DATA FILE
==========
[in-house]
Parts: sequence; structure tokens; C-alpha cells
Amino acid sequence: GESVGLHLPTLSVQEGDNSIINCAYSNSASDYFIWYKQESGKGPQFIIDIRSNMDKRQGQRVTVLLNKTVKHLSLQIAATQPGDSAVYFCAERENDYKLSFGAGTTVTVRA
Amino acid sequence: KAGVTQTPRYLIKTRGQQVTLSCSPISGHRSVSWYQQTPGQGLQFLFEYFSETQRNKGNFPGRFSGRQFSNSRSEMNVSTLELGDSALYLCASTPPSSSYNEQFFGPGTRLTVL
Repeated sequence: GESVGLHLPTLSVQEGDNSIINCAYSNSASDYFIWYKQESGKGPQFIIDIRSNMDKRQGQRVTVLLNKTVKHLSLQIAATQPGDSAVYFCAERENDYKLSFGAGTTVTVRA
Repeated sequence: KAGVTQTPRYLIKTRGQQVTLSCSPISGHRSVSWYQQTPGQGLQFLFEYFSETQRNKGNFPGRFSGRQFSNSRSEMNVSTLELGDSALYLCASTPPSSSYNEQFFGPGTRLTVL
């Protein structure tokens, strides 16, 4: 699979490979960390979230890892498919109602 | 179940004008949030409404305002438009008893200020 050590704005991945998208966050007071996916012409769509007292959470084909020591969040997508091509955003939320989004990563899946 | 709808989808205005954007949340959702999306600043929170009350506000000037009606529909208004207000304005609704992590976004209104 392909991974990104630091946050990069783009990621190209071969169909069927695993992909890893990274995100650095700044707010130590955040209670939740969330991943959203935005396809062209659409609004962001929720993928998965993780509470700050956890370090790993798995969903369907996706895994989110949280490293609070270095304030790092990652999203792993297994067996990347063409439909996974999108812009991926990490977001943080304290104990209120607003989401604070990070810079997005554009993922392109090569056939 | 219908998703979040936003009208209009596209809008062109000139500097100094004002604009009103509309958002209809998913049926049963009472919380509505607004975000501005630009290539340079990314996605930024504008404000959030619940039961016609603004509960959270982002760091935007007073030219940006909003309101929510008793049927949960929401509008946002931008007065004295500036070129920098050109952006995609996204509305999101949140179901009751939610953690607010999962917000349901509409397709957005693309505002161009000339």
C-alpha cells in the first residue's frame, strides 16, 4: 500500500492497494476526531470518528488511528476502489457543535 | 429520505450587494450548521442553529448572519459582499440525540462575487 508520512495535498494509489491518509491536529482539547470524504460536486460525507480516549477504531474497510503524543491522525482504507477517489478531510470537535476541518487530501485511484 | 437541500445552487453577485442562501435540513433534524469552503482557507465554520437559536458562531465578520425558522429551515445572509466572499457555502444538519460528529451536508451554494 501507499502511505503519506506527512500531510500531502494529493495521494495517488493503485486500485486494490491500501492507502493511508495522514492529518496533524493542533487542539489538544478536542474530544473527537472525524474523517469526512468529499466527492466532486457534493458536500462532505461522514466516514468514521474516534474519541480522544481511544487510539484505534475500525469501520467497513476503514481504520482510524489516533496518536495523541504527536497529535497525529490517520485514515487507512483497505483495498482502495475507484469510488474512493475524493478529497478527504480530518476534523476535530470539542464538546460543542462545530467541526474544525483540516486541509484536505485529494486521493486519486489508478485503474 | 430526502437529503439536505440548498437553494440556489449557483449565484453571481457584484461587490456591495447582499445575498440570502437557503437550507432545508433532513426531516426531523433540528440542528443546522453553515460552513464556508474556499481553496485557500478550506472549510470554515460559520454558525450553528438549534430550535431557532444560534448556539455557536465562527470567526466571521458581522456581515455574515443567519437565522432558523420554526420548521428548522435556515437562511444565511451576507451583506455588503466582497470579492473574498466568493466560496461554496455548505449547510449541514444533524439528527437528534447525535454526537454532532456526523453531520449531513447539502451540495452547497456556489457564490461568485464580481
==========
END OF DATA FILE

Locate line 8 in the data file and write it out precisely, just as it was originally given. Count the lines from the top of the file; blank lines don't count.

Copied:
C-alpha cells in the first residue's frame, strides 16, 4: 500500500492497494476526531470518528488511528476502489457543535 | 429520505450587494450548521442553529448572519459582499440525540462575487 508520512495535498494509489491518509491536529482539547470524504460536486460525507480516549477504531474497510503524543491522525482504507477517489478531510470537535476541518487530501485511484 | 437541500445552487453577485442562501435540513433534524469552503482557507465554520437559536458562531465578520425558522429551515445572509466572499457555502444538519460528529451536508451554494 501507499502511505503519506506527512500531510500531502494529493495521494495517488493503485486500485486494490491500501492507502493511508495522514492529518496533524493542533487542539489538544478536542474530544473527537472525524474523517469526512468529499466527492466532486457534493458536500462532505461522514466516514468514521474516534474519541480522544481511544487510539484505534475500525469501520467497513476503514481504520482510524489516533496518536495523541504527536497529535497525529490517520485514515487507512483497505483495498482502495475507484469510488474512493475524493478529497478527504480530518476534523476535530470539542464538546460543542462545530467541526474544525483540516486541509484536505485529494486521493486519486489508478485503474 | 430526502437529503439536505440548498437553494440556489449557483449565484453571481457584484461587490456591495447582499445575498440570502437557503437550507432545508433532513426531516426531523433540528440542528443546522453553515460552513464556508474556499481553496485557500478550506472549510470554515460559520454558525450553528438549534430550535431557532444560534448556539455557536465562527470567526466571521458581522456581515455574515443567519437565522432558523420554526420548521428548522435556515437562511444565511451576507451583506455588503466582497470579492473574498466568493466560496461554496455548505449547510449541514444533524439528527437528534447525535454526537454532532456526523453531520449531513447539502451540495452547497456556489457564490461568485464580481